Question – For a school project, I am looking at roller coaster control systems. If you could answer my questions, I would really appreciate it. Does the current system of monitoring roller coaster trains with photo eye sensors and proximity sensors have any limitations? Could it be potentially safer if the exact position of the roller coaster trains where known at all times instead of only knowing when the roller coaster trains passed through a photo eye sensor?
The history of control circuits on rails goes back about 150 years. See the Wikipedia “track circuit” article.
Some ride systems do use continuous position monitoring, typically using either absolute (curvi) linear position encoders, relative encoders, or a combination of technologies. Two sensing systems are usual for safety, preferably of different types (and therefore different failure modes). Encoders provide the high quality feedback signal necessary to enable close “servo” control of position and speed.
The proxes and photo eyes that you mention do indeed have limitations, notably their resolution. Block systems work by only admitting vehicles past a stop point (brake or brake-motor) if the system can confirm that there are no vehicles in the block between this stop point and the next point (or multiple points). Both technologies have limits: eyes sense segments of track about as long as the train, proximity sensors sense over the length of the fin or other flag. Multiple proxes can be used to obtain finer position data (see Quadrature), but most often simpler arrangements are more reliable and safer. As gravity coasters have few places where the train can be stopped, not many sensors are needed. A simple four-zone, 2-train system may only have a couple dozen sensors, including those used for decel and parking. However, a twelve vehicle system may have hundreds of sensors to provide the necessary granularity of sensing, particularly in the station where vehicles are close together. Requirements go up with rising capacity and lower dispatch interval.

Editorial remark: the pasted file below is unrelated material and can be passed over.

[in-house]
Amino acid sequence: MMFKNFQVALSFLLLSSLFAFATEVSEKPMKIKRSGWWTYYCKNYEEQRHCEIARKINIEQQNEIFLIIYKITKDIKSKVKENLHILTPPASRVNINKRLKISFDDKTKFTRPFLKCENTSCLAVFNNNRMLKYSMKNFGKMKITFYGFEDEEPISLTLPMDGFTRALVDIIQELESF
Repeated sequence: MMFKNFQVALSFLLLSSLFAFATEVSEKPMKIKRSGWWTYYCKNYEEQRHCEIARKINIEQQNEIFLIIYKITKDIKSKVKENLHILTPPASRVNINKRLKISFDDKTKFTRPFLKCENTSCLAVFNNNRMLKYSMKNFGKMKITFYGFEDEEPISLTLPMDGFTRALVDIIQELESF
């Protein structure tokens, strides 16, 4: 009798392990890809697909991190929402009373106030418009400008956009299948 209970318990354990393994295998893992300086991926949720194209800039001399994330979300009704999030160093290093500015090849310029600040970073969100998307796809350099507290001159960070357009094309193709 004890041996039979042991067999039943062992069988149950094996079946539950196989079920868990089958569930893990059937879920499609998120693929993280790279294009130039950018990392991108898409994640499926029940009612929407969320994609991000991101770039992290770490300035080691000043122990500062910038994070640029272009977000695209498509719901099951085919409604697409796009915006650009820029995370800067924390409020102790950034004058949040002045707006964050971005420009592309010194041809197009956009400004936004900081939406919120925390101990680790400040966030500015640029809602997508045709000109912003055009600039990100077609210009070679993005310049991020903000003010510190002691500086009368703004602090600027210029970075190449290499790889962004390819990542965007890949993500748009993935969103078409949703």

Finally, “safe” is determined by analysis, not just by choosing one superior technology or technique. Multiple layers of techniques are typical. For example: a new tech like continuous position sensing may be used together with older proven tech like prox sensors.